Offshore
Whereas draft is most important to skiff and inshore boaters, offshore anglers first look at deadrise, which dictates how well the boat handles waves in big water. Transom deadrise is significant because, on a planing hull, only the aft end is consistently in the water. The steeper the deadrise, the better the hull can slice through pounding waves. Look for a deadrise of 21 degrees or more when shopping for an offshore boat.

Pontoon
Pontoon hulls comprise two or more metal tubes. Also called logs, those support decks fitted with all sorts of accommodations, such as spacious lounge areas, lots of storage and open deck space for entertaining. Pontoons come in round, U-shaped or elliptical shapes. Cylinder-shaped round logs offer maximum structural strength. The larger diameter of the pontoon, the better. Larger pontoons offer an optimal balance of high-riding flotation and efficient performance. The pontoons are welded/bolted to deck support channels and cross beams, which are the structures that connect the pontoons to the deck. The more structurally strong the better when it comes to support channels, which are key components for durability and the ride of the boat. 

Performance
Exclusive to bass boats, the performance hull design does what it means. Designed around tournament competitions—which are timed events—the ideal performance hull runs dry and stable in rough water without compromising handling. Performance hulls are like fiberglass versions of mod-V aluminum hulls. None are the same and all have specific design features setting them apart. An example is the NITRO Vortex Technology™ (NVT™) hull, a revolutionary design that uses a series of parabolic curves instead of traditional strakes. The result is a hull with exceptional top-end speed and lift—plus improved acceleration—all while maintaining superior control and handling.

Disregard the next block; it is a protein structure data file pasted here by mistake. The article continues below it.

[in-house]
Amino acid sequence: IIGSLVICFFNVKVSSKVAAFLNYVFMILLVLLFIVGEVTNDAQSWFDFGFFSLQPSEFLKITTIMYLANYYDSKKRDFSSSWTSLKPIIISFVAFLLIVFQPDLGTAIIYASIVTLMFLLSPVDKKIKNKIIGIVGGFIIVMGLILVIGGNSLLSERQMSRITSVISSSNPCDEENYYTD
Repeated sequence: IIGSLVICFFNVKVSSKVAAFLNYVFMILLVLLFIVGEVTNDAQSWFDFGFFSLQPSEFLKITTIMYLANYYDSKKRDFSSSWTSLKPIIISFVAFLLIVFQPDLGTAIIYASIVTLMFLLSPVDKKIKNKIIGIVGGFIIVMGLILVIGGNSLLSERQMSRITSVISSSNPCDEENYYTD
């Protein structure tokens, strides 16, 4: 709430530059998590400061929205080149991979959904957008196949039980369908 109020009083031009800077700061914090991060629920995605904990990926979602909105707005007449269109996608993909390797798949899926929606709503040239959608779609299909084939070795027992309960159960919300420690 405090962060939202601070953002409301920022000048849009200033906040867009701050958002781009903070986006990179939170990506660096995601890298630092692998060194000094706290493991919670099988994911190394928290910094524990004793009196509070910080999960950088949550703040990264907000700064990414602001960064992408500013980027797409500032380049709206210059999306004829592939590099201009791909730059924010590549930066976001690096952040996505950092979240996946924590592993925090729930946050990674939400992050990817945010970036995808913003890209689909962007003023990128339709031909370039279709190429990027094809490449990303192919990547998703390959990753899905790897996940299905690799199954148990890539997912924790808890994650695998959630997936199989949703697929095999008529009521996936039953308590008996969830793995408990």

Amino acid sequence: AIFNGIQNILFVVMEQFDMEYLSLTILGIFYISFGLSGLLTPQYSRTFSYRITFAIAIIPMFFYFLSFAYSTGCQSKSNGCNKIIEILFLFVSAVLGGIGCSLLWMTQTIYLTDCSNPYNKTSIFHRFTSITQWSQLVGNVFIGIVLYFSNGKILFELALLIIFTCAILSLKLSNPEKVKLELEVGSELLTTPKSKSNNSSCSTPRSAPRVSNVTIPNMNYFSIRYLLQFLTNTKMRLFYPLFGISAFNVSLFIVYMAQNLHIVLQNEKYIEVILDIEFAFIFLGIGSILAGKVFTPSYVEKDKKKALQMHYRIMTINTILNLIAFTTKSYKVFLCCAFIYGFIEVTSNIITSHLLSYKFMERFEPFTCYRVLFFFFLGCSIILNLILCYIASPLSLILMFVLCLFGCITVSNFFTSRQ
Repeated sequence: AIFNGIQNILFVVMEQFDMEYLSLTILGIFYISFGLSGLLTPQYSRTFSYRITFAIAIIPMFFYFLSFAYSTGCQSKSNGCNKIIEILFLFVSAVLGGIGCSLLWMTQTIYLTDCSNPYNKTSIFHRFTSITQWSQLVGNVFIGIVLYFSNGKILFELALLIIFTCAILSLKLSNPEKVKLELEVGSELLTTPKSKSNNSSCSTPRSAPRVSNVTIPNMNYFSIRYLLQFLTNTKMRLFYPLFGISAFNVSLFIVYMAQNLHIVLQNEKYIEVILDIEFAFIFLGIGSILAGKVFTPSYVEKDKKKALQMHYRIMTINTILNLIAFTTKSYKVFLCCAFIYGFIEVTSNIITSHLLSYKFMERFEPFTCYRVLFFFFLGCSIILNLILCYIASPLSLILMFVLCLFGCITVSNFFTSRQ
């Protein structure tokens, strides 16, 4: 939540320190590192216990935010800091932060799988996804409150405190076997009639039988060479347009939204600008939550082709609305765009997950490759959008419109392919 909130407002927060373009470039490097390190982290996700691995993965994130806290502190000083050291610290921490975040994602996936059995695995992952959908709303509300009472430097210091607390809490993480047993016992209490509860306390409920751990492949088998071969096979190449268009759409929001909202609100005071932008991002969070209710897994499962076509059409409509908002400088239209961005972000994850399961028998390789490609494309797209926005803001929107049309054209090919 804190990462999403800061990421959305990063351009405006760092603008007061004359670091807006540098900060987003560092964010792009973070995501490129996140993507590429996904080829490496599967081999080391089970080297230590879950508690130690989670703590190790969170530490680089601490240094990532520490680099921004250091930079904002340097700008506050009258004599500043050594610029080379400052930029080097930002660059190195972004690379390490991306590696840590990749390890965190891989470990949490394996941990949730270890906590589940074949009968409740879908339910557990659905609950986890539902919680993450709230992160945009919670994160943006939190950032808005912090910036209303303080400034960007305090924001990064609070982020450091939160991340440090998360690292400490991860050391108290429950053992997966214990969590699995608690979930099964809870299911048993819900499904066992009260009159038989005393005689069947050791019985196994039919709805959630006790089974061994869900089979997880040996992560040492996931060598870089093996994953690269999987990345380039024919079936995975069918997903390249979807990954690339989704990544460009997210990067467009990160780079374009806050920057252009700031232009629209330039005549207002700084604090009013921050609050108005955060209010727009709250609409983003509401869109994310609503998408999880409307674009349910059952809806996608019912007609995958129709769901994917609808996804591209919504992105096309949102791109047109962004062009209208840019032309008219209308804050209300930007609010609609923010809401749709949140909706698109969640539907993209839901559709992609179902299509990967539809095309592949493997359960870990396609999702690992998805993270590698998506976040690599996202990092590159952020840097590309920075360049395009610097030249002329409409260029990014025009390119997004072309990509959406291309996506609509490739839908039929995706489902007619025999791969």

If you have more questions about which hull design is best for your needs, find the answers at a Bass Pro Shops/Cabela’s Boating Center. The boat selection covers the gamut of hull designs, from the mod-V and deep-V TRACKER aluminum lineup and SUN TRACKER pontoons, to the inshore and bay line of MAKO boats and NITRO performance bass boats. 


More News

BOATING JARGON CHEAT SHEET

AUGUST 2019

The language of boating jargon has a logical purpose—shorten phrases into single words of uniformity that can be clearly communicated—and understood—by anyone involved in the navigation or tending to of the vessel.

CHOOSING BETWEEN OUTBOARD AND STERNDRIVE POWER

MARCH 2019

Life is good. You have just decided to buy a new TAHOE sport boat. There it sits in the showroom, ready to be all yours. You envision warm, sunny days on the water with the family in the boat of your dreams. There is nothing left to do but give the nod to the sales consultant and close the deal, right?

Mako Boat Comparison

MARCH 2019

The growing popularity of inshore and nearshore saltwater fishing is creating a demand by anglers for boats catering to their specific needs. Whether the pursuit is venturing into the backcountry to search for snook in the mangroves, intercepting migrating tarpon in the pass or stalking redfish in the marshes, there is a rig to meet your needs

With more than 130 locations, we're everywhere you need us to be.